Bone marrow stem cells show promise in stroke treatment

They trigger repair mechanisms, limit inflammation, UC Irvine researchers show

April 09, 2014
UC Irvine Health neurologist Dr. Steven Cramer

Stem cells culled from bone marrow may prove beneficial in stroke recovery, scientists at UC Irvine’s Sue & Bill Gross Stem Cell Research Center have learned.

In an analysis of published research, UC Irvine Health neurologist Dr. Steven Cramer and biomedical engineer Weian Zhao identified 46 studies that examined the use of mesenchymal stromal cells (MSCs) — a type of multipotent adult stem cells mostly processed from bone marrow — in animal models of stroke. They found MSCs to be significantly better than control therapy in 44 of the studies.

Importantly, the effects of these cells on functional recovery were robust regardless of the dosage and the time the MSCs were administered relative to stroke onset or the method of administration. (The cells helped even if given a month after the event, and whether they were introduced directly into the brain or injected via a blood vessel.)

“Stroke remains a major cause of disability, and we are encouraged that the preclinical evidence shows [MSCs’] efficacy with ischemic stroke,” said Cramer, a professor in the Department of Neurology and leading stroke expert. “MSCs are of particular interest because they come from bone marrow, which is readily available, and are relatively easy to culture. In addition, they already have demonstrated value when used to treat other human diseases.”

Cramer noted that MSCs do not differentiate into neural cells. Normally, they transform into a variety of cell types, such as bone, cartilage and fat cells. “But they do their magic as an inducible pharmacy on wheels and as good immune system modulators, not as cells that directly replace lost brain parts,” he said.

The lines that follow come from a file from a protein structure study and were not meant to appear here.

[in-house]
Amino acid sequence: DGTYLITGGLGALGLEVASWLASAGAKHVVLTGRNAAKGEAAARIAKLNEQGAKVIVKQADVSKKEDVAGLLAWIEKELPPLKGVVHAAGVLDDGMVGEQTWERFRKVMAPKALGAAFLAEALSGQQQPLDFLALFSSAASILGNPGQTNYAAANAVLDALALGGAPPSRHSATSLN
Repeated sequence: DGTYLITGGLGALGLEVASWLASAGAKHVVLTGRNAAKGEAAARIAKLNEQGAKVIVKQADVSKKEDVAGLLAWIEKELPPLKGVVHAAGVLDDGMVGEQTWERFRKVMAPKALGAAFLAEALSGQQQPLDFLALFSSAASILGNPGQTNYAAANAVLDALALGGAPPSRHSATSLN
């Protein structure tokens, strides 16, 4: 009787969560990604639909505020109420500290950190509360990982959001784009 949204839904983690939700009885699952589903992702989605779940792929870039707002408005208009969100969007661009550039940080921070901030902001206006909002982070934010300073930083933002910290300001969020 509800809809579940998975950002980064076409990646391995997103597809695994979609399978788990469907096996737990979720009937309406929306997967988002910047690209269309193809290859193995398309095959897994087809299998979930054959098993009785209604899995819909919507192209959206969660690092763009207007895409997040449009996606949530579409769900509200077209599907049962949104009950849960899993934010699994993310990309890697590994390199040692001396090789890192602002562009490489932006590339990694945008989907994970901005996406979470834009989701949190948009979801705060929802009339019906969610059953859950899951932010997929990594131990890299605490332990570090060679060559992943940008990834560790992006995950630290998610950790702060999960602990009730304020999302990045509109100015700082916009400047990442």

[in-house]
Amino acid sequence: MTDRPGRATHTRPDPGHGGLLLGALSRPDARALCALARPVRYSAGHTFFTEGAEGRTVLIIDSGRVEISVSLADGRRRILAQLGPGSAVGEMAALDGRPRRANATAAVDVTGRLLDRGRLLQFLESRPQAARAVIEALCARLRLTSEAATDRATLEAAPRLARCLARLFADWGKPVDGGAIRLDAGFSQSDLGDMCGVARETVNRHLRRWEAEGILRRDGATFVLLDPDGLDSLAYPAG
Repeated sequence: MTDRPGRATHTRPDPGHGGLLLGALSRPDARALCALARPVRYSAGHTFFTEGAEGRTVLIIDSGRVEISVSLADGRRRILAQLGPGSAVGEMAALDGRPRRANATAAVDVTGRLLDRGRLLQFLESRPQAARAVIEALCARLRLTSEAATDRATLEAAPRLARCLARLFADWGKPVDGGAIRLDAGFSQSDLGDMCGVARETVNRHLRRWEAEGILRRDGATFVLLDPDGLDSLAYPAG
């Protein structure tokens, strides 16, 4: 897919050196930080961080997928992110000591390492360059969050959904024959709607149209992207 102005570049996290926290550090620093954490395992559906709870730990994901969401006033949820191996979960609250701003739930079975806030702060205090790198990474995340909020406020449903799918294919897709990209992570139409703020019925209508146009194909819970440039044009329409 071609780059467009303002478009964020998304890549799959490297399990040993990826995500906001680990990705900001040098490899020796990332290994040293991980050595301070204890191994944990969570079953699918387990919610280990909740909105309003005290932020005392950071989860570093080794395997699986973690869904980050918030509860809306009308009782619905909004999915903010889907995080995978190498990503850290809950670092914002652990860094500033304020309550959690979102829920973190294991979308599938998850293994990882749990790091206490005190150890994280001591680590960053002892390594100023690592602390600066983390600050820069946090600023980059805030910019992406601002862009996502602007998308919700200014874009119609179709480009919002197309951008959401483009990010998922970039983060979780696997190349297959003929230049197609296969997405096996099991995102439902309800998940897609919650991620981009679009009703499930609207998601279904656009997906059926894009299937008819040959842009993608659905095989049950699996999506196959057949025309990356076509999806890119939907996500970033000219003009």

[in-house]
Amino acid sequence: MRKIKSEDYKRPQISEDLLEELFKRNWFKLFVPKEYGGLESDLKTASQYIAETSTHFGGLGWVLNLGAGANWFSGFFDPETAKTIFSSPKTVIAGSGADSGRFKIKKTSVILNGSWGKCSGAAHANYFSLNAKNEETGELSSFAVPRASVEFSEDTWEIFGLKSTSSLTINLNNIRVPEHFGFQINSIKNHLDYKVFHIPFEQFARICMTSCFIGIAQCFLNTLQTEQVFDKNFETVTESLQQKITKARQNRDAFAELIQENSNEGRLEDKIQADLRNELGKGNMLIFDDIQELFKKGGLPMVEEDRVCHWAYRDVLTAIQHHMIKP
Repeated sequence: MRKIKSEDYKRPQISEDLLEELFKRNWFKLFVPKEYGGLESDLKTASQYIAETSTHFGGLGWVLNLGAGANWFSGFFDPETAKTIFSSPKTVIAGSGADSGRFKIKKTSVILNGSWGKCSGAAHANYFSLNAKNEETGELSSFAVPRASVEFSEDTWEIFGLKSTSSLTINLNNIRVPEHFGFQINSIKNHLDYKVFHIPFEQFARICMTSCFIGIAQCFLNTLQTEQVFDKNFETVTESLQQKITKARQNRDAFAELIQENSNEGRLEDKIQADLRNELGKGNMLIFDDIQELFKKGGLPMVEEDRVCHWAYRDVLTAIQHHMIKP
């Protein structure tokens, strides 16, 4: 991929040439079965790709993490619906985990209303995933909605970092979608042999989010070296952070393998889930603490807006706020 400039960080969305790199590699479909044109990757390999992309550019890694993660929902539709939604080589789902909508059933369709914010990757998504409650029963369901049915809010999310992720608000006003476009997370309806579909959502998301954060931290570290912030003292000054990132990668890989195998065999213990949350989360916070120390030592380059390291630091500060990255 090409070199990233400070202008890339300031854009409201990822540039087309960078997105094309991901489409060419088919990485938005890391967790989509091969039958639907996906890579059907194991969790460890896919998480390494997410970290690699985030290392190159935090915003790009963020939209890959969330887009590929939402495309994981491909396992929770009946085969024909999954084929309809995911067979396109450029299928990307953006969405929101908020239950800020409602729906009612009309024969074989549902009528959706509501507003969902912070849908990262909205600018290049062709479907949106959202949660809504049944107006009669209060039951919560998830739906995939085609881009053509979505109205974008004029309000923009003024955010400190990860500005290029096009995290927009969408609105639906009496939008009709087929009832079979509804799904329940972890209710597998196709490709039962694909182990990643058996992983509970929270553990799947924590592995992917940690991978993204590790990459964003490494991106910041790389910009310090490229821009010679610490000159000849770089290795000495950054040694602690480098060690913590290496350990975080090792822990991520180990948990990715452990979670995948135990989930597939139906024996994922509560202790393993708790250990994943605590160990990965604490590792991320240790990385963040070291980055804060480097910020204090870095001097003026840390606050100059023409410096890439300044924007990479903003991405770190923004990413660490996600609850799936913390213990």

In an earlier report focused on MSC mechanisms of action, Cramer and Zhao reviewed the means by which MSCs promote brain repair after stroke. The cells are attracted to injury sites and, in response to signals released by these damaged areas, begin releasing a wide range of molecules. In this way, MSCs orchestrate numerous activities: blood vessel creation to enhance circulation, protection of cells starting to die, growth of brain cells, etc. At the same time, when MSCs are able to reach the bloodstream, they settle in parts of the body that control the immune system and foster an environment more conducive to brain repair.

“We conclude that MSCs have consistently improved multiple outcome measures, with very large effect sizes, in a high number of animal studies and, therefore, that these findings should be the foundation of further studies on the use of MSCs in the treatment of ischemic stroke in humans,” said Cramer, who is also clinical director of the Sue & Bill Gross Stem Cell Research Center.

The analysis appears in the April 8 issue of Neurology. Quynh Vu, Kate Xie and Mark Eckert of UC Irvine contributed to the project, which received support from UC Irvine’s Institute for Clinical & Translational Science through the National Center for Research Resources (grant 5M011 RR-00827-29) and the National Institutes of Health (grants K24HD074722 and R01 NS059909).

Contact: Tom Vasich at 949-824-6455 or

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